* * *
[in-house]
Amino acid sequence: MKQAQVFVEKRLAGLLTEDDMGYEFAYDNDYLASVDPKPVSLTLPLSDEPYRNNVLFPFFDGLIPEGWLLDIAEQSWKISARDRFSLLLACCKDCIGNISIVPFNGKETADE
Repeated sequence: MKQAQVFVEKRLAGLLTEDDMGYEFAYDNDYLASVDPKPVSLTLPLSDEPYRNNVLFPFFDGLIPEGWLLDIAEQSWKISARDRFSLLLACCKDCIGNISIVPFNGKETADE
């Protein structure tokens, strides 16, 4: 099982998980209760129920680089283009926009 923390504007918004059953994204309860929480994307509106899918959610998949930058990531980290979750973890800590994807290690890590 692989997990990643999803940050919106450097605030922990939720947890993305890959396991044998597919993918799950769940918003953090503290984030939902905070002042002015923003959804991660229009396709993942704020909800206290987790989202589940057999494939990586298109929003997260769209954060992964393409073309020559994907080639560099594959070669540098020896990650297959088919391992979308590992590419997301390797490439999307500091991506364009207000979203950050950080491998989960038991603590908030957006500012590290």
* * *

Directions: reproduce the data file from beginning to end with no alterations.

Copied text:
[in-house]
Amino acid sequence: MKQAQVFVEKRLAGLLTEDDMGYEFAYDNDYLASVDPKPVSLTLPLSDEPYRNNVLFPFFDGLIPEGWLLDIAEQSWKISARDRFSLLLACCKDCIGNISIVPFNGKETADE
Repeated sequence: MKQAQVFVEKRLAGLLTEDDMGYEFAYDNDYLASVDPKPVSLTLPLSDEPYRNNVLFPFFDGLIPEGWLLDIAEQSWKISARDRFSLLLACCKDCIGNISIVPFNGKETADE
């Protein structure tokens, strides 16, 4: 099982998980209760129920680089283009926009 923390504007918004059953994204309860929480994307509106899918959610998949930058990531980290979750973890800590994807290690890590 692989997990990643999803940050919106450097605030922990939720947890993305890959396991044998597919993918799950769940918003953090503290984030939902905070002042002015923003959804991660229009396709993942704020909800206290987790989202589940057999494939990586298109929003997260769209954060992964393409073309020559994907080639560099594959070669540098020896990650297959088919391992979308590992590419997301390797490439999307500091991506364009207000979203950050950080491998989960038991603590908030957006500012590290």